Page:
Digiday’s Grace Caffyn shines a light on a noteworthy trend among advertising agencies in the UK, several of which have recently opened up their recruiting to candidates without university degrees, in response to the growing cost of higher education and the industry’s lack of diversity:
In January, Dentsu Aegis Network, JWT and CHI & Partners all welcomed their first non-degree candidates. Rather than looking at grades or job history, both JWT and CHI & Partners now review how candidates answer four questions (like, “Tell us about one brand that you think badly needs our help and why”) to gauge their understanding of the industry. Teams then select new starters from an interview day involving 50 candidates. These candidates do not necessarily need a degree beyond secondary school.
“We felt we were missing out on good people because of that qualification,” explained Fern Nott, head of talent at WPP agency CHI & Partners. “You don’t need a degree to be a good fit for advertising.”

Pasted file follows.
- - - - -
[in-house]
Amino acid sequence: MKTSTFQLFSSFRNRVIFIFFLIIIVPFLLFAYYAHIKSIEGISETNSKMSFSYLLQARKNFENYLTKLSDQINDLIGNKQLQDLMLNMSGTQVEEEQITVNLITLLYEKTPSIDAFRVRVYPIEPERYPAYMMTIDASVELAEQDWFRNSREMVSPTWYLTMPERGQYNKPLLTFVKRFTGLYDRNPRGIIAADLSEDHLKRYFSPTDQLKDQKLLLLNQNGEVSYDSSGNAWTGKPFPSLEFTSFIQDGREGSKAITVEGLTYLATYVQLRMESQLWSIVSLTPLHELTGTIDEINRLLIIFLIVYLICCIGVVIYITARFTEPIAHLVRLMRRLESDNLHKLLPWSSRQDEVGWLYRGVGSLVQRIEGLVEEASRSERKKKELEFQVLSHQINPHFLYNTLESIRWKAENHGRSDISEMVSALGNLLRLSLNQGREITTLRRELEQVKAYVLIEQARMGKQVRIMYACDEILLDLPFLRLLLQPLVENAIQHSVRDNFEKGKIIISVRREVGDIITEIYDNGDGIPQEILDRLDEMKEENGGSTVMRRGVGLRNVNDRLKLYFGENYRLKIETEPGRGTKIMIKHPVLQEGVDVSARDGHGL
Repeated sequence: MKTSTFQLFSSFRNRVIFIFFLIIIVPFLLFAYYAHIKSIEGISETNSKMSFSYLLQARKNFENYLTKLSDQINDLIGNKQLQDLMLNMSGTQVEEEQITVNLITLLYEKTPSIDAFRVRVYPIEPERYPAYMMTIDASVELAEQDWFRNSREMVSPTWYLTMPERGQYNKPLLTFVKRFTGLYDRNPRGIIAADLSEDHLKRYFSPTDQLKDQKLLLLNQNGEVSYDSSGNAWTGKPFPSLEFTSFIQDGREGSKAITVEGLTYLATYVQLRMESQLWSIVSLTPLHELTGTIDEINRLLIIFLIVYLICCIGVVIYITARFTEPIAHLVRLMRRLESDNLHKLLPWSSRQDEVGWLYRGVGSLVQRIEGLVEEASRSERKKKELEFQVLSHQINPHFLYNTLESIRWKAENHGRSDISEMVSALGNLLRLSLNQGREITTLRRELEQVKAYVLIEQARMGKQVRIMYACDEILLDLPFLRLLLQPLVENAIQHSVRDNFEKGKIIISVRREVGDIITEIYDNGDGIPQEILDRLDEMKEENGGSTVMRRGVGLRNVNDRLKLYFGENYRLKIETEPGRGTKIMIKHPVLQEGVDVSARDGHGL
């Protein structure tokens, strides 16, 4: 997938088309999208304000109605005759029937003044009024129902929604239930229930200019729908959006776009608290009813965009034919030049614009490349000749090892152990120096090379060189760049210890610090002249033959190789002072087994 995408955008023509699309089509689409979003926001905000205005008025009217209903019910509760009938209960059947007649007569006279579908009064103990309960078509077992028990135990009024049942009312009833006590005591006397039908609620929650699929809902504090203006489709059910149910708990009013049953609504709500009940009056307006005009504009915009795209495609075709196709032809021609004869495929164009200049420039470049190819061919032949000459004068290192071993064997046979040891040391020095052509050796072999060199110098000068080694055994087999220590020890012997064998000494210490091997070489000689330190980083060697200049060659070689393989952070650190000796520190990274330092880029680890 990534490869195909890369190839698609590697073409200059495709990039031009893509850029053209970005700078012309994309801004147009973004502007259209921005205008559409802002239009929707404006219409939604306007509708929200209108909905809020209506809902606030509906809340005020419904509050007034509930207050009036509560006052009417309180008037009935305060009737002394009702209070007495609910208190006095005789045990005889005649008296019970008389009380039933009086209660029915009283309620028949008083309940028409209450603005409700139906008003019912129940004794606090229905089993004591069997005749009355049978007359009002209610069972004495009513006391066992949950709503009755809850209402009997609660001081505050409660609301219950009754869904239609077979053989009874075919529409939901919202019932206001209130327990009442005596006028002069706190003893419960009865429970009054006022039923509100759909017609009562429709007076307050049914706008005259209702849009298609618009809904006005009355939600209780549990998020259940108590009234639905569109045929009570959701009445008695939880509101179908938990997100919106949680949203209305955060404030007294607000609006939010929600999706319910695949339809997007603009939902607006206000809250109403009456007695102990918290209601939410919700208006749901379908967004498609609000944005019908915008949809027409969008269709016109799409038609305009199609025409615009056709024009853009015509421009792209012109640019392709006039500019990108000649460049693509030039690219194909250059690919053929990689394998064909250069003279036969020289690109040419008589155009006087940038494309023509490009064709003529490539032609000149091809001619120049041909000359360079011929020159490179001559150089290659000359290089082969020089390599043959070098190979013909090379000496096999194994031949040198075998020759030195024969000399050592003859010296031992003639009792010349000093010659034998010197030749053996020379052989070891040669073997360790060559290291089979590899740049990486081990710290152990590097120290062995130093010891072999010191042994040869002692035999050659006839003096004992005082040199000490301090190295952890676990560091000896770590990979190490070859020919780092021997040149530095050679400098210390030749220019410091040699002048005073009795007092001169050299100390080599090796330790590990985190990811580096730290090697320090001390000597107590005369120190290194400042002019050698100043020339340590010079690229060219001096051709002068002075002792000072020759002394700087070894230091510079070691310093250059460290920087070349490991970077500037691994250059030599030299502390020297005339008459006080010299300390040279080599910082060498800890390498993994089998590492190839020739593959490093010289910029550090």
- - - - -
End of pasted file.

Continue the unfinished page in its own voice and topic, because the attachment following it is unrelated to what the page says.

University is now a bigger financial burden for young people and their families in the U.K. The price of a university education has risen sharply since 2012’s tuition fee hike. Last year, this meant graduates had an estimated debt of £44,000 ($54,000) each, 171 percent more than those studying five years ago. Widening the net beyond graduates alone guarantees a more diverse talent pool.
Other UK employers have made similar moves in the past year, including the publisher Penguin Random House, whose group HR director called degree requirements “a lazy sifting tool” for HR in an interview last April. Like the ad agencies mentioned in Caffyn’s article, Penguin Random House saw this change as a way to make professional careers accessible to young people who may not have had the means or opportunity to earn a college degree.
In the US, on the other hand, college degrees have become even more of a requirement in the job market in recent years. Some US employers are looking at ways to expand their talent pool, particularly for technical roles, by opening up recruiting to candidates with nontraditional educations, but so far, major US companies have refrained from ditching degree requirements entirely.